It's highly ambiguous, and intentionally so!
Now first of all, it is indeed strongly implied, even if never clearly stated, that this was Geralt. Among the obvious characteristics (his visuals, his horse, ...) and the ambiguous dialogue we also have the fact that he was hunting down one of Rissberg's "products", which the story already opened with and which he swore to hunt down.
However, even if that was Geralt, we should hesitate to draw a clear and definite statement about his survival or his prolonged aging from that. The entire encounter is highly ambiguous itself. You have to consider the whole surroundings of that encounter. Let's look at the matter:
There are very mystical and poetic statements about Geralt's place as a legend:
She didn't give up. "The Witcher will return from the afterlife! He will return to protect the humans when evil raises its head again. As long as there is dark witchers will be necessary. And the dark is still there after all!"
He was silent for long, looking to the side. Eventually he turned towards her. And smiled.
"The dark is still there", he confirmed. "Despite the achieved progress, which should, as they want us to believe, lighten the dark, eliminate the dangers and drive the fears away. So far the progress hasn't made any major success in this regard. So far the progress only talks us into believing that the dark is only a prejudice which darkens the light, and there's nothing to fear. But that isn't true. Because there will always, always be darkness. And always will the evil spread in the dark, always will there be teeth and claws, murder and blood in the dark. And always will witchers be necessary. And always shall they appear where they're needed. Where they're called. They shall appear when they're called, with sword in hand. With the sword whose brightness drives away the darkness, whose brilliance pierces through the dark. A nice fairy tale, isn't it? And it has a good ending, as every fairy tale should."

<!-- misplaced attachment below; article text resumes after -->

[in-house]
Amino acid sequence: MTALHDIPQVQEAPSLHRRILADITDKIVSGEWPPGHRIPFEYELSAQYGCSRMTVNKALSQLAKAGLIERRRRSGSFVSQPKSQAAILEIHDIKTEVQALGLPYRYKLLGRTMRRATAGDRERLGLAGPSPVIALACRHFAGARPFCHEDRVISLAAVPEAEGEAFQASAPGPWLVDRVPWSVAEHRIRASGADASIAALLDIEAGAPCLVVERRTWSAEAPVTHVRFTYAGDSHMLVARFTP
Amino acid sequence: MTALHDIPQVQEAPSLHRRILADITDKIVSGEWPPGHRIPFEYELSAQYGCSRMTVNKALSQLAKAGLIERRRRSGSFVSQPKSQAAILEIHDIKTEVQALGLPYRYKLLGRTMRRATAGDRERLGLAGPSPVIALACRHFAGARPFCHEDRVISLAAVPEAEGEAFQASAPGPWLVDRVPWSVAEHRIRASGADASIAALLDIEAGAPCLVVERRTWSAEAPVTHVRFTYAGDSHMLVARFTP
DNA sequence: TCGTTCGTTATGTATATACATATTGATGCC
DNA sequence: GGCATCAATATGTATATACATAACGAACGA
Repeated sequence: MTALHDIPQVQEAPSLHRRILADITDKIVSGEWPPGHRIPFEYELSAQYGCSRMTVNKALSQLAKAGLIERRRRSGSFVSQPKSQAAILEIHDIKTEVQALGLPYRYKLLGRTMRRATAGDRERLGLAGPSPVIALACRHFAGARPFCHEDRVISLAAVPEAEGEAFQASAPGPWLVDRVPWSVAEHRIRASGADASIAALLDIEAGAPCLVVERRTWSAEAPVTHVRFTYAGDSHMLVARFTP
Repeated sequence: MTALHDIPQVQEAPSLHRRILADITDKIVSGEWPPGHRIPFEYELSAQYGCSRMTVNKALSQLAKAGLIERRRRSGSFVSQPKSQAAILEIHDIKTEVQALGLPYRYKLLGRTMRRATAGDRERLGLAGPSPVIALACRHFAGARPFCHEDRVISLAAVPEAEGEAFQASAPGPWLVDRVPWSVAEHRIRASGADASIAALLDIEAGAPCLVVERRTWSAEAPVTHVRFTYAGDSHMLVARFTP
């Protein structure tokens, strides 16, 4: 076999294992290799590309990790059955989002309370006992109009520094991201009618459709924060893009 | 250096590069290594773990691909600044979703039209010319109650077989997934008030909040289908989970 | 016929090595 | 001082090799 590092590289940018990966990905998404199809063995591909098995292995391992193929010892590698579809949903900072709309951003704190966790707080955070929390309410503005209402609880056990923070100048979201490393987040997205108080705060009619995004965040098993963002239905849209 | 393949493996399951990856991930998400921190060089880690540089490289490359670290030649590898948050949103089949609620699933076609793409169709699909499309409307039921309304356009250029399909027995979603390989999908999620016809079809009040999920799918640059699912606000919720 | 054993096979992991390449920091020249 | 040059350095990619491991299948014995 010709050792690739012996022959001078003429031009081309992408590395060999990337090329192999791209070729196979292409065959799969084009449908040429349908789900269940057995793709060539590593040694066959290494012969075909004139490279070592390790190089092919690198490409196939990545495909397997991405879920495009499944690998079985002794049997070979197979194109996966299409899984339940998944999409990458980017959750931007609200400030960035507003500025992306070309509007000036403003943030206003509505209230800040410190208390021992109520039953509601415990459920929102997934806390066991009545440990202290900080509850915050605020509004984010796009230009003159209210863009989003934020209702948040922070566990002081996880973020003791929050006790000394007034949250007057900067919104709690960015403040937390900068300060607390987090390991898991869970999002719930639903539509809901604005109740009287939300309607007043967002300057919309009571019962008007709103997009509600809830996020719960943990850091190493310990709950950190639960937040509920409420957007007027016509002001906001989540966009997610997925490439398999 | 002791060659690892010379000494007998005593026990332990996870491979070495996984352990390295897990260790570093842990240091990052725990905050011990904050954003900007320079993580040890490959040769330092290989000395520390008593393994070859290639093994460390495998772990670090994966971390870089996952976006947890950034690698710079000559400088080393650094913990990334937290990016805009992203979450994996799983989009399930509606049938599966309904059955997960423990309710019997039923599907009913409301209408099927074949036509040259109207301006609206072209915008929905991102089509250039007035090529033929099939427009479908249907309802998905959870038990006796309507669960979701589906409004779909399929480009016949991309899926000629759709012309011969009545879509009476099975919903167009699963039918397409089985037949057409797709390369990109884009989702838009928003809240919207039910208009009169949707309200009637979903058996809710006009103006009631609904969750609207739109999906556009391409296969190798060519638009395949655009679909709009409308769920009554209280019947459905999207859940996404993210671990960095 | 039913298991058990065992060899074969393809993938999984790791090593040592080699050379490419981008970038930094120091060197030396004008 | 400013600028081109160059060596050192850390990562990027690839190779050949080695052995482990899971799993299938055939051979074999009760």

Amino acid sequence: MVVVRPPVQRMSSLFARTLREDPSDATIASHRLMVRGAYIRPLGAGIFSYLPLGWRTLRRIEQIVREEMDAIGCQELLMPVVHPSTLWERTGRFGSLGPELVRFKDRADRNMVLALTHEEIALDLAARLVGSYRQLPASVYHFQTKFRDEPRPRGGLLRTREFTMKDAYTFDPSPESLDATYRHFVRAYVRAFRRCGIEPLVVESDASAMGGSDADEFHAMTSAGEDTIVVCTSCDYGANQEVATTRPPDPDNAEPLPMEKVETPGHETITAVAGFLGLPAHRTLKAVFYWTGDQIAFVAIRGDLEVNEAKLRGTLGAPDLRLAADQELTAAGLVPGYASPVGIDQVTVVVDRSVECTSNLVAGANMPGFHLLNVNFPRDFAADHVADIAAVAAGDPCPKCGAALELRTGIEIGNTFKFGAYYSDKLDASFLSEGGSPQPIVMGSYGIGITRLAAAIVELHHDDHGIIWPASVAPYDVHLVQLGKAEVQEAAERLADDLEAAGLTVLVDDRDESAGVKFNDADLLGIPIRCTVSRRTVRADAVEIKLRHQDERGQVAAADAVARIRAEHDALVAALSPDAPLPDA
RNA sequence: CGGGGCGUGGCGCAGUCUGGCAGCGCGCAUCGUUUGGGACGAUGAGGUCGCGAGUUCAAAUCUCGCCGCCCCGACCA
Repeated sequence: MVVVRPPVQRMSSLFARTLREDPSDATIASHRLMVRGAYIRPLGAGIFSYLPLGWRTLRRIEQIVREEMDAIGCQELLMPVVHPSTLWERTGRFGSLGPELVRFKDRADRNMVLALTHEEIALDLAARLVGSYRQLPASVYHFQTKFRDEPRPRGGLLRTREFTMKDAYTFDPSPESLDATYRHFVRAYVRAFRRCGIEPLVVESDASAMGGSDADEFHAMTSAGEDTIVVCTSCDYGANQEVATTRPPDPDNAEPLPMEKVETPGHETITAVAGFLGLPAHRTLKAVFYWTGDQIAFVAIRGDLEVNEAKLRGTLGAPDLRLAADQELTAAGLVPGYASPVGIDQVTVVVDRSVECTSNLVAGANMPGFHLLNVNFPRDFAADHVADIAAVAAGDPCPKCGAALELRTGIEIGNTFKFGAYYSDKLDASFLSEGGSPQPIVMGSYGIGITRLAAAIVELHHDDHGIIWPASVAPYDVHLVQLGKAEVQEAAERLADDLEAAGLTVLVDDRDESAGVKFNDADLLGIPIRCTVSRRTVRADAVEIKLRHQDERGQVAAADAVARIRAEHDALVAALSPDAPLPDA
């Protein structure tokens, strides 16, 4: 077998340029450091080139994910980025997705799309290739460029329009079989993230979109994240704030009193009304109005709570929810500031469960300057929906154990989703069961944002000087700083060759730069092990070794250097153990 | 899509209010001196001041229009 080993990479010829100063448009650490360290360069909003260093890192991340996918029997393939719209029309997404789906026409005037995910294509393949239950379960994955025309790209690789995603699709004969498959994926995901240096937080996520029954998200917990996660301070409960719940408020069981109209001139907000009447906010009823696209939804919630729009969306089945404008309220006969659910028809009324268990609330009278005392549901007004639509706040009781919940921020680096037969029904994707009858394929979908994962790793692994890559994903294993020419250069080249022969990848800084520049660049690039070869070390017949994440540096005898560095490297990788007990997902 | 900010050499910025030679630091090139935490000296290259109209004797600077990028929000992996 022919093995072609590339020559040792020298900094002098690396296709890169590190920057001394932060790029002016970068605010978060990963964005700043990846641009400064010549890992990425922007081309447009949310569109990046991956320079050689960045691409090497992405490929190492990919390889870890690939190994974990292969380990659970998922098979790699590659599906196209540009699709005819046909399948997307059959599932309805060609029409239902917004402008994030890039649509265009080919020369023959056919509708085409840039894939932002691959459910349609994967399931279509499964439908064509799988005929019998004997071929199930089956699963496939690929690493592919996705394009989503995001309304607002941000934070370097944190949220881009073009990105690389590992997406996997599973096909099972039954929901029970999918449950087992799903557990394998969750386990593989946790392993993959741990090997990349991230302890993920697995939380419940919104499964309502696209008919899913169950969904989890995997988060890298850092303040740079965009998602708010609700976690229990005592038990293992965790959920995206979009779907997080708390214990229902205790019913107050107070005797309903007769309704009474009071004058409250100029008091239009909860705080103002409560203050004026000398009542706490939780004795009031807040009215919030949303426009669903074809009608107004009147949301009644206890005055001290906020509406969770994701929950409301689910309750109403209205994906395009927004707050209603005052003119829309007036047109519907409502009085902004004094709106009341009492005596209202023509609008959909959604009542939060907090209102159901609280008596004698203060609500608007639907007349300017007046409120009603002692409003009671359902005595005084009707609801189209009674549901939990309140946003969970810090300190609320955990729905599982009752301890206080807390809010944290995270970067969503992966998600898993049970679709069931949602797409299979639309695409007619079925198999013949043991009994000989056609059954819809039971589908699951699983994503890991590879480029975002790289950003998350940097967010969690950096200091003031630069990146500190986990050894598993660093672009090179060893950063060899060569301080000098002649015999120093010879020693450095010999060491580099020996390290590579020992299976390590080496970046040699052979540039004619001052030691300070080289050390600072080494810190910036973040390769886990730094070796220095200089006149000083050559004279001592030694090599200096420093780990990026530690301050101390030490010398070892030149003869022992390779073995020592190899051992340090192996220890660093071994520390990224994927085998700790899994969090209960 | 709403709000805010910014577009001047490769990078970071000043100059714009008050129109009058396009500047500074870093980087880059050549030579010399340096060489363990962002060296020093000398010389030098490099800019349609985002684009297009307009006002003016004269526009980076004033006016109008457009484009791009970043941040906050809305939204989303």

Now this could simply be him joking around about it, but it isn't placed in the text for nothing. It generally adds to the motif of a mythical fairy tale ending that the novel series already had afterall. (And like the novel series it presents us with that fairy tale-like ending while at the same time self-ironically pointing out, not to say mocking, that fact a little.)
Then there is the point of her possibly just dreaming it, when she awakes at the side of the street.
...The tale continues, the story never ends. But regarding the signs...There is one you don't know. It's called sun. Look at my palm."
She looked. "Illusion", she could still hear from somewhere. "Everything is illusion."
"Hey girl! Don't sleep, or they'll steal from you!"
She raised her head. Rubbed her eyes. And jumped up from the ground.
"Did I fall asleep? I was asleep?"
However, this is ambiguous, too, since she clearly awakes at the end of the forest. So she seems to have crossed the forest somehow. It's unclear if it only was Geralt's supposed sign that made her fall asleep and forget him. Yet this itself would still be rather unusual for him to do.
And last but not least, we also have the ambiguity of the novel series' ending and the unclarity about Geralt's fate.
And his possible afterlife in some mystical paradise (supposedly Avalon) in the first place.
All this reinforces that this epilogue isn't really intended to make a clear statement about Geralt's survival or his prolonged aging. Rather than that it follows the ambiguity, mysticism, and fairy tale-like character of the novel series' ending. And if anything, it seems to try to establish Geralt's fate as somewhat of a legend, a mythical hero, a ghost striving through the wilderness and protecting humans from monsters. But if he really is an actual ghost, or just a legend whispered and never seen by anyone, or the real Geralt returning into the world and living beyond his age, or if Nimue just dreamed all this, is a moot point. We just can't say and we're not really supposed to clearly say. You can and should decide that for yourself.
(In lack of an official English translation, let alone one I have at hand, the exceprts in this answer have been translated into English by me from Erik Simon's official German translation of Season of Storms.)